When it comes to health care, Americans want it all, so long as they don't have to pay for it. The so-called Patients' Bill of Rights, which passed the Democrat-controlled Senate last week, is a case in point. Enormously popular with the public, the bill would allow patients increased access to hospital emergency-room care, require insurers to pay for doctor-recommended hospital stays following mastectomies, and give patients the right to sue their insurance company in either federal or state court if insurers refused to pay for some treatments.
But the legislation is likely to fuel big increases in health-care costs, something supporters of the Senate bill, including nine Republicans and all 50 Democrats, don't want to talk about. And no one seems sure about who will have to pay for it.
Part of the problem stems from the way we Americans pay for our health care in the first place. Most Americans don't pay directly for health care, unlike food or shelter (which are every bit as necessary to survival). Most of us get our health-care coverage through our employers, who provide health insurance as a non-taxable employee benefit, paying part or all of the premiums. The effect is to lull people into believing that the benefit is free.
Nothing could be further from the truth. Employers don't really "pay" for health insurance, even if they write the entire check for the employee's premiums. Money that goes to pay for insurance comes out of whatever the employer would otherwise provide in salary or other benefits. The only difference is, employees often have little say in what kind of insurance their employers will purchase on their behalf, what benefits it will provide or how much it will cost.
Health insurance, like every other form of insurance, is a way to spread costs and risks evenly among a large group of people. You pay a few thousand dollars a year to insure your car, home or other property against the relatively small risk that it will be stolen or harmed in an accident. The company can afford to pay for repairing your wrecked vehicle or replacing your burned-down house, even though your yearly premiums amount to only a fraction of the cost, because most of its customers haven't had a similar accident. If you happen to be particularly reckless -- or unlucky -- and your insured property keeps getting damaged or stolen, your premiums will go up, often dramatically, and you may find it difficult to buy insurance at any price.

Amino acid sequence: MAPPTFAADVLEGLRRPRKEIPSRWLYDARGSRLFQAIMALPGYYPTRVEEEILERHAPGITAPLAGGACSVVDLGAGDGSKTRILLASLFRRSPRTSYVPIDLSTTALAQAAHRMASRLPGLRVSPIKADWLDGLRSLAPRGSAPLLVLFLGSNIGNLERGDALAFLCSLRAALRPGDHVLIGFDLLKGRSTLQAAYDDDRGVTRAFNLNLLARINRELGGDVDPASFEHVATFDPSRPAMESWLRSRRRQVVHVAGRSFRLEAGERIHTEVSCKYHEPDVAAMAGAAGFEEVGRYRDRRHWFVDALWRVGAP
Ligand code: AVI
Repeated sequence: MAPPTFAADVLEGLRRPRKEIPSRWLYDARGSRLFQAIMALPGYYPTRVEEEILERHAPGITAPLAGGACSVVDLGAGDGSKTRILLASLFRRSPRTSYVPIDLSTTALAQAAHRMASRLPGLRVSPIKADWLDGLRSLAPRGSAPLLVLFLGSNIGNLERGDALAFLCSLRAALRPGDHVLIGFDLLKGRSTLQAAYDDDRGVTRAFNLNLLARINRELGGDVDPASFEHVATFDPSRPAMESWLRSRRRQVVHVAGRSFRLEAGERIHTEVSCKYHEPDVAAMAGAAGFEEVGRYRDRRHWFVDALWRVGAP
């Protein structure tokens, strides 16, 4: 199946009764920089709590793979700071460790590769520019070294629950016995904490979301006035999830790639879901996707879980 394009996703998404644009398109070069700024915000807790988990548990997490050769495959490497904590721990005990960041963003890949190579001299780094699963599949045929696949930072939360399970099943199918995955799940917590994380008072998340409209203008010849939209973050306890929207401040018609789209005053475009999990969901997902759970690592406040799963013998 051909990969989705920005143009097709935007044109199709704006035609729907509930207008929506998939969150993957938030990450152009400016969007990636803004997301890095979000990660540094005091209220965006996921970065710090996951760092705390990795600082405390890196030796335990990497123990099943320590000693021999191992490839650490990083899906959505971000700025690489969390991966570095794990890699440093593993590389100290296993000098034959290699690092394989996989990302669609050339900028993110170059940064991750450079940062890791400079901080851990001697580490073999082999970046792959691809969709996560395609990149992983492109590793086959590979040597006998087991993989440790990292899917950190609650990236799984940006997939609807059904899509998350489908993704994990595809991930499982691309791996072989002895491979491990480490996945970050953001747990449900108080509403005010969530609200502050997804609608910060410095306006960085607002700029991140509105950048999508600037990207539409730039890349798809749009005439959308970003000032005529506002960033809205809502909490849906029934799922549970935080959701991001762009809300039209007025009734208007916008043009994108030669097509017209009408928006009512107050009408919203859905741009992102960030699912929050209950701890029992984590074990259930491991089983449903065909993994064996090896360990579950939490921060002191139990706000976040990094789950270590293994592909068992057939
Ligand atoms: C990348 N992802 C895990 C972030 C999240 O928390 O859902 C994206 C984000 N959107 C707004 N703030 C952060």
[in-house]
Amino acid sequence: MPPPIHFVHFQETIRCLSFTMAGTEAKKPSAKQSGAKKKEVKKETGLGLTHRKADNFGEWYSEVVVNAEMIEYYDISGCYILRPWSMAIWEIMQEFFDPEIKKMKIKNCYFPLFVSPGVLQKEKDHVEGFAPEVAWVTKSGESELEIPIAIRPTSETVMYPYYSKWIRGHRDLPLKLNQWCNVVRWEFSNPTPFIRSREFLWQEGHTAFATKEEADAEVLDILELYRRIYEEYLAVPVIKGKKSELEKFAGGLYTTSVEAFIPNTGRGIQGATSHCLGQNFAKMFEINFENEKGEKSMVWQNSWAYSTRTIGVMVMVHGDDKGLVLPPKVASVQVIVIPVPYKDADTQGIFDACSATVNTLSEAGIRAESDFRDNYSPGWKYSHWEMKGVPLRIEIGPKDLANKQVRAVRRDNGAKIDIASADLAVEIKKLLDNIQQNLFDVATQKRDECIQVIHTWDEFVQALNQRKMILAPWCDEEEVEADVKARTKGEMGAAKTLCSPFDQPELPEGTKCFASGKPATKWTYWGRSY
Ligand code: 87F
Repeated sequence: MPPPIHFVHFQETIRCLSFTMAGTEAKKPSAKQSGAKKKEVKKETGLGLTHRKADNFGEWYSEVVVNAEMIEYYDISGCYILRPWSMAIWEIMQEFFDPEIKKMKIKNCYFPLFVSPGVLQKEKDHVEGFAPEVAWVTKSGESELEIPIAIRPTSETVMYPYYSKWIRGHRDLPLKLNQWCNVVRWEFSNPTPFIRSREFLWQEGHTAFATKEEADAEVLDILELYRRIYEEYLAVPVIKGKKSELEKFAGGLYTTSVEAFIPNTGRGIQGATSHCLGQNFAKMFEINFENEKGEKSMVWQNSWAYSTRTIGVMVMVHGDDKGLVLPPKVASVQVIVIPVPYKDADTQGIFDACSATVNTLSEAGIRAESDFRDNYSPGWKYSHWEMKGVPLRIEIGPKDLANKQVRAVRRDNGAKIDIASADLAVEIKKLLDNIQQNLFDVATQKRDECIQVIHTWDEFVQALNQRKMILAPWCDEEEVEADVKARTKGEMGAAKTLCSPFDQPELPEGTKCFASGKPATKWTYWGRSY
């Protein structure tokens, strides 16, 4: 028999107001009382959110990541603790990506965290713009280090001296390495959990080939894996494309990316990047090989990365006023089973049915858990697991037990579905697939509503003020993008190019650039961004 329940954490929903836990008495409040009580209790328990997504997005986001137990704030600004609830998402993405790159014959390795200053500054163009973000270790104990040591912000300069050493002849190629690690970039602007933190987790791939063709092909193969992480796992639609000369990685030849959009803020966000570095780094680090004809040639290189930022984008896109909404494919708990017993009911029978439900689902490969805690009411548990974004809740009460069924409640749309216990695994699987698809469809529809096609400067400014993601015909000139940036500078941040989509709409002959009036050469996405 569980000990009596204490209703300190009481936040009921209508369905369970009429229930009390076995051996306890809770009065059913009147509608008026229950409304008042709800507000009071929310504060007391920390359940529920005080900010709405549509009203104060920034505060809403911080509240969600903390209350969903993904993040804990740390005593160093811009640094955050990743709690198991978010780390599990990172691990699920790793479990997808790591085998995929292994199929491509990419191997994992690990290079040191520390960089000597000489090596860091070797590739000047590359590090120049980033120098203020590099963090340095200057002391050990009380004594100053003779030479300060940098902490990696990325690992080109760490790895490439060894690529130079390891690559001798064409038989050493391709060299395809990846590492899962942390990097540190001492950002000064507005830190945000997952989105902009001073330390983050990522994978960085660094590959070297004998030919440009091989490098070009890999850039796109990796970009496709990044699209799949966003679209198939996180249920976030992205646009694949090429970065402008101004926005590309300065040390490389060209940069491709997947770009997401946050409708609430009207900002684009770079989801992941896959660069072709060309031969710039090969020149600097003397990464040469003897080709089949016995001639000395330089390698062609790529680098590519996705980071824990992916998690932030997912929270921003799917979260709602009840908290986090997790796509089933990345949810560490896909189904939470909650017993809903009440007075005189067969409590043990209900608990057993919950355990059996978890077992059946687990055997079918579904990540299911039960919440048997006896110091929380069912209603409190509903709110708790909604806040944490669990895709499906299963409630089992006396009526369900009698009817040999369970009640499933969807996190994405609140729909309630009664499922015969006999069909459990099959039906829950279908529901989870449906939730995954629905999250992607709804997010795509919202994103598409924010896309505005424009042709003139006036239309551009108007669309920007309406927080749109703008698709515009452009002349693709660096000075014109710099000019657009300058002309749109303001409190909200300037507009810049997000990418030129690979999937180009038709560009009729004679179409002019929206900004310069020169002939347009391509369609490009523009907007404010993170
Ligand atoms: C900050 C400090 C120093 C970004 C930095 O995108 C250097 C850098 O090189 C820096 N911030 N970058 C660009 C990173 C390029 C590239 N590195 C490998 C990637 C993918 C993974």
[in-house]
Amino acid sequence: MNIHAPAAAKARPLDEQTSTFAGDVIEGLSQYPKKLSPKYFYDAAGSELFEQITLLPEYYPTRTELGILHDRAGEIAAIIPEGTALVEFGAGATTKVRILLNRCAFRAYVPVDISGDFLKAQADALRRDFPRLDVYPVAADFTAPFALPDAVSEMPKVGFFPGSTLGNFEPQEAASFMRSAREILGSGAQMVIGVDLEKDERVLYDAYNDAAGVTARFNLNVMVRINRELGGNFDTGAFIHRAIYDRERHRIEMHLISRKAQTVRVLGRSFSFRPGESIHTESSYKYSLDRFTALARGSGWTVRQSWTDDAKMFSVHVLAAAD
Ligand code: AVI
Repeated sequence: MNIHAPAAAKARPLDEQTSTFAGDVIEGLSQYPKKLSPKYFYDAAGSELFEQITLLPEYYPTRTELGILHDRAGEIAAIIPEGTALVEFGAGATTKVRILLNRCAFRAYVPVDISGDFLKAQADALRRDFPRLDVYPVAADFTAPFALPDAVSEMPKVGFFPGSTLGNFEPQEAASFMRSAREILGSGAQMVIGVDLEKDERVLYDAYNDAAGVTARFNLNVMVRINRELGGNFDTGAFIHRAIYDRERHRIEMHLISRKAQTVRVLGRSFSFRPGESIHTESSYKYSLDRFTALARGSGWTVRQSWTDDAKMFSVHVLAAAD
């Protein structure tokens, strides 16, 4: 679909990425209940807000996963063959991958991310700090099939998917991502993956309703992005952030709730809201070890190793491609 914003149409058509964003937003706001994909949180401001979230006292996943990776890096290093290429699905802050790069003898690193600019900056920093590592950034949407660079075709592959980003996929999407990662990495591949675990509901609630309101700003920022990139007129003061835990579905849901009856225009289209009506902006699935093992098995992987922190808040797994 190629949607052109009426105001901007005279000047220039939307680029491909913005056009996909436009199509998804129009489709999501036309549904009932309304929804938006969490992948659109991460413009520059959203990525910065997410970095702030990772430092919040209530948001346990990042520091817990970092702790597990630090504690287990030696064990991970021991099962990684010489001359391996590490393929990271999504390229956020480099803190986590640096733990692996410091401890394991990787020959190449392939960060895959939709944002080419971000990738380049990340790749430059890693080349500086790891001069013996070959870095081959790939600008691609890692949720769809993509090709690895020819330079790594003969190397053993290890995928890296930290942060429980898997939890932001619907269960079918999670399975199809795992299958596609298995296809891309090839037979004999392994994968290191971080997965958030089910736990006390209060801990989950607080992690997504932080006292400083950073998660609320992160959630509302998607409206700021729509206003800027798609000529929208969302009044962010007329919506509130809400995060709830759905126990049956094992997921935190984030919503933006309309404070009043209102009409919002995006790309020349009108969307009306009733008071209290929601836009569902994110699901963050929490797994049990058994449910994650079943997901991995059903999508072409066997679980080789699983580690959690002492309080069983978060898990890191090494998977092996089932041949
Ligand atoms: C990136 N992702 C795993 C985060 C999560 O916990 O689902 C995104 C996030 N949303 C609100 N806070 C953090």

Americans don't seem to want the same rules to apply to health care, however. We want coverage, with no increased premiums, no matter how often we get sick or how costly our treatment. With most employer-provided health insurance plans, you get no direct benefit from leading a prudent, healthy lifestyle or avoiding expensive, unnecessary procedures. And not only do we expect insurance to pay for catastrophes, such as hospital stays as a result of accidents or serious illness, but we want it to cover routine health care as well. It's a little like expecting your home insurer to pay for a new roof or a paint job, or your automobile insurer to pay for new brakes or tires.
Until health insurance companies started imposing cost controls -- by restricting automatic patient access to specialists, denying doctors the right to prescribe any treatment they deemed fit and limiting hospital stays, among other things -- the price of health care was spiraling out of control. "Managed care" helped curb health-care costs in the early '90s, but it also fueled the current backlash.
If the Senate version of the Patients' Bill of Rights becomes law -- by no means a sure thing with the House yet to act and President Bush threatening a veto of the bill in its current form -- we'll all pay for it one way or another. It would be better if we were forced to do so directly rather than through our employers. Then we could make rational decisions about what services we wanted and how much we were willing to pay for them.